Saint Paul, MN

The 1970 Ambush of St. Paul Police Officer James Sackett

Matt Reicher

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St. Paul Police Officer James Sackett (1970)St. Paul Police Department

On May 21, 1970, twenty-seven-year-old St. Paul Patrolman James Sackett, only on the job eighteen months, returned to work after enjoying a short paternal leave after the birth of his fourth child. Sackett's professional life was the fulfillment of his lifelong ambitions. Shortly after midnight, Sackett was murdered while responding to a call for help for a pregnant woman.

According to his mother, Sackett had wanted to be a police officer ever since he was a child, and on September 3, 1968, he was able to fulfill his childhood dream. He lived his life for others. Even after joining the police force, Officer Sackett took sociology classes to better understand the people he'd come into contact with every day. He and his wife Jeanette welcomed their fourth child just two weeks prior, leaving him with the two boys and two girls he’d always wanted.

A woman named 'Brown,’ later identified as Connie Trimble, called St. Paul Police Headquarters just before midnight on the 22nd, frantically telling dispatcher John Kinderman that her pregnant sister was in labor. Her contractions were two minutes apart. Sadly, the whole thing was a lie. Trimble placed the call in order to set up an ambush on a random police officer.

Stretcher cars are typically used in those situations, but one wasn't available due to the midnight shift change, so two nearby patrolmen responded. Sackett and his partner, Glen Kothe, arrived at 859 Hague Avenue to provide assistance. The two unsuspecting men had driven into a pre-arranged trap.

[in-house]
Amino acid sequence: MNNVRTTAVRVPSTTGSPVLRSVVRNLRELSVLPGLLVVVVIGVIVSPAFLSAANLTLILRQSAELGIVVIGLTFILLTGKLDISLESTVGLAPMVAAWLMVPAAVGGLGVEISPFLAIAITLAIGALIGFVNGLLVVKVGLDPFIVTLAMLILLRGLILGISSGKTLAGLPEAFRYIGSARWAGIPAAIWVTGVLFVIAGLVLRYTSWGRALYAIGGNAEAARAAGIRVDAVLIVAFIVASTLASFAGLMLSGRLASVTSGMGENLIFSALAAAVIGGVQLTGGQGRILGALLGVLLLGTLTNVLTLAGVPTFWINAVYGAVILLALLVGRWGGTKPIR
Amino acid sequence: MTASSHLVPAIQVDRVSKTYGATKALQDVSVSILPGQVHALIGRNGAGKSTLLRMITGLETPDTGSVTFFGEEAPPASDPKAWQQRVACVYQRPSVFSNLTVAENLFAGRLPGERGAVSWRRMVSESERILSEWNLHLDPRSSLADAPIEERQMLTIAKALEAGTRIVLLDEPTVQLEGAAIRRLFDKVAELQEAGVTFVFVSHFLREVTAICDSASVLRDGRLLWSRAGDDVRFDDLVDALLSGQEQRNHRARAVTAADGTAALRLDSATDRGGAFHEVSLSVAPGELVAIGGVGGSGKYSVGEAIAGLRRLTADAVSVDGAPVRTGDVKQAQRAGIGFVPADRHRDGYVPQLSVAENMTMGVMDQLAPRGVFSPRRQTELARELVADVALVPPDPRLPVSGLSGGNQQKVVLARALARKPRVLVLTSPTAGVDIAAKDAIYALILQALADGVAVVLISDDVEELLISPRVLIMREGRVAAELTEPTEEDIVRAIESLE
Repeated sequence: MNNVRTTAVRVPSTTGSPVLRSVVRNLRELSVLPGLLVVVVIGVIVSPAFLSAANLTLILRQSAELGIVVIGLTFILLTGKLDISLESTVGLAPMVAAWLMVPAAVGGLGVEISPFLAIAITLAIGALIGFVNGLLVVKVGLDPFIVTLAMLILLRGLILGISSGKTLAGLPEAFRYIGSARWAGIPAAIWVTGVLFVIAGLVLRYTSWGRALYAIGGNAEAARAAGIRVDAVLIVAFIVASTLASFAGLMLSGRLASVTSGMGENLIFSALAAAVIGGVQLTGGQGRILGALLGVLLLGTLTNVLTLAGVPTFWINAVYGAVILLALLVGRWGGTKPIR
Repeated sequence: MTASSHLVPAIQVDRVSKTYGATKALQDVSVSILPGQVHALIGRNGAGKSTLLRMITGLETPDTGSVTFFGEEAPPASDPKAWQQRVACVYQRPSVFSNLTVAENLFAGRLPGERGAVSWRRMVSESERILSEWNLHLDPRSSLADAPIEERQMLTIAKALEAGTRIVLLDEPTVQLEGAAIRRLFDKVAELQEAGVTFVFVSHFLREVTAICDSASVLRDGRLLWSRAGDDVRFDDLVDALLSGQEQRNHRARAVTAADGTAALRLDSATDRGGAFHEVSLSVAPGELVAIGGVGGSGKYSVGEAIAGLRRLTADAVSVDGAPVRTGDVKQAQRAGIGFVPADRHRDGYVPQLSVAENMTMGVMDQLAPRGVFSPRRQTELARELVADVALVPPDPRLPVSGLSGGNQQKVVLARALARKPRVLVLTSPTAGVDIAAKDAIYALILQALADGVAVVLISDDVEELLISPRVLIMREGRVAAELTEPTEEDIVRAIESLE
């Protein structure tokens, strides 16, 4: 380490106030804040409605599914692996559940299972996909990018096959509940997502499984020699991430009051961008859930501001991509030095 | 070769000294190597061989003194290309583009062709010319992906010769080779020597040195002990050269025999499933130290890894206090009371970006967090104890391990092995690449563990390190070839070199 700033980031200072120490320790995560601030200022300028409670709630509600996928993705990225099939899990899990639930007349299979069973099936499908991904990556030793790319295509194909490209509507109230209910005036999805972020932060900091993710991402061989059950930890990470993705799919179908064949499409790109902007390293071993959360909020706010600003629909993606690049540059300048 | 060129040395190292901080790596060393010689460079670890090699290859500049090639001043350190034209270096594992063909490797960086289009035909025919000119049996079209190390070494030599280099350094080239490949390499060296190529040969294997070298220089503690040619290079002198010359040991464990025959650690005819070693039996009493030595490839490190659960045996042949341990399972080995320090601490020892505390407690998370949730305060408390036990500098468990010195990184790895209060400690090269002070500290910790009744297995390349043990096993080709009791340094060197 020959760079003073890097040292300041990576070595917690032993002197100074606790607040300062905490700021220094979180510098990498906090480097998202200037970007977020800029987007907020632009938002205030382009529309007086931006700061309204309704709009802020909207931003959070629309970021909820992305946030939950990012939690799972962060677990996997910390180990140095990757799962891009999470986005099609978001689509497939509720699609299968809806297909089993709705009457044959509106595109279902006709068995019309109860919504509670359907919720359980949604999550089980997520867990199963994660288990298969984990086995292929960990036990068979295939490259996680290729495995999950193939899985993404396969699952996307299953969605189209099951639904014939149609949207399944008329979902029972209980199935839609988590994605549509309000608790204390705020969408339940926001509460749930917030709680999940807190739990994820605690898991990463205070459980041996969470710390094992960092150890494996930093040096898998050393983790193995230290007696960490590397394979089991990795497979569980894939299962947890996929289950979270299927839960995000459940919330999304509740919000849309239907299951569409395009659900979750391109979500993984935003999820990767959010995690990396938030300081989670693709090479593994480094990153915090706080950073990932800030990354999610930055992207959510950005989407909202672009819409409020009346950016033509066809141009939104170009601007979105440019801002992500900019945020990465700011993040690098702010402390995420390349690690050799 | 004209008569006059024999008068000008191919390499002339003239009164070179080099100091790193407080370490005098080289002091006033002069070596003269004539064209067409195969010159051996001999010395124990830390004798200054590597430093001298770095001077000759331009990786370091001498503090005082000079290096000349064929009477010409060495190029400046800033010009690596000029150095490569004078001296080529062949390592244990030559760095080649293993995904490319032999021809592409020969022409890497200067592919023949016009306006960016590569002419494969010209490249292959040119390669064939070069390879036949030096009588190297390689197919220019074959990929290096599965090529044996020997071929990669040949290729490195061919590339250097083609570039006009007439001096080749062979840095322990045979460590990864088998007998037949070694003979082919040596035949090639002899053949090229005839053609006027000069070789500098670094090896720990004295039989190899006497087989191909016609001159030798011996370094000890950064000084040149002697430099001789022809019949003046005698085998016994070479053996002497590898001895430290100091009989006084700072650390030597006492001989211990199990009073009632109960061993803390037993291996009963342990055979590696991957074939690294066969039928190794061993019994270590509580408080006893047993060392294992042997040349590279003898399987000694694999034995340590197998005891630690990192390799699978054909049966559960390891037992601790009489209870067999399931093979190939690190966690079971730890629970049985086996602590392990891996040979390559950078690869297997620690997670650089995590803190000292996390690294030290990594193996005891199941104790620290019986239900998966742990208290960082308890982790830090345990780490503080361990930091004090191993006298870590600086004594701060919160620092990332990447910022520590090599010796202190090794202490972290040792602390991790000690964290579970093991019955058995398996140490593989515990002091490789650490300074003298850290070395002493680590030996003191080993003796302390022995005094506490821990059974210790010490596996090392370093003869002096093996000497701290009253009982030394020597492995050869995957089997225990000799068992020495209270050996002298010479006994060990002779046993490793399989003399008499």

Upon their arrival, Sackett proceeded to the front door and knocked. When no one answered, Kothe walked around the house to see if he could reach someone at the back door. Nineteen-year-old Richard Egge and his cousin fourteen-year-old Ernesto Lopez were inside watching TV when they heard noises coming from the front of the house. To them, it sounded like someone was trying to get through the front screen door.

Hearing noise at the front door, especially at this late hour, alarmed the boys. The homeowners used the porch as an additional storage space, and the door had been wired shut. Everyone who visited the house used the back door to go in and out. Egge walked out to the porch to find out what was going on. At 12:10 am, the moment he got close enough to see outside, a single shot rang out and struck Sackett. He crumpled to the ground.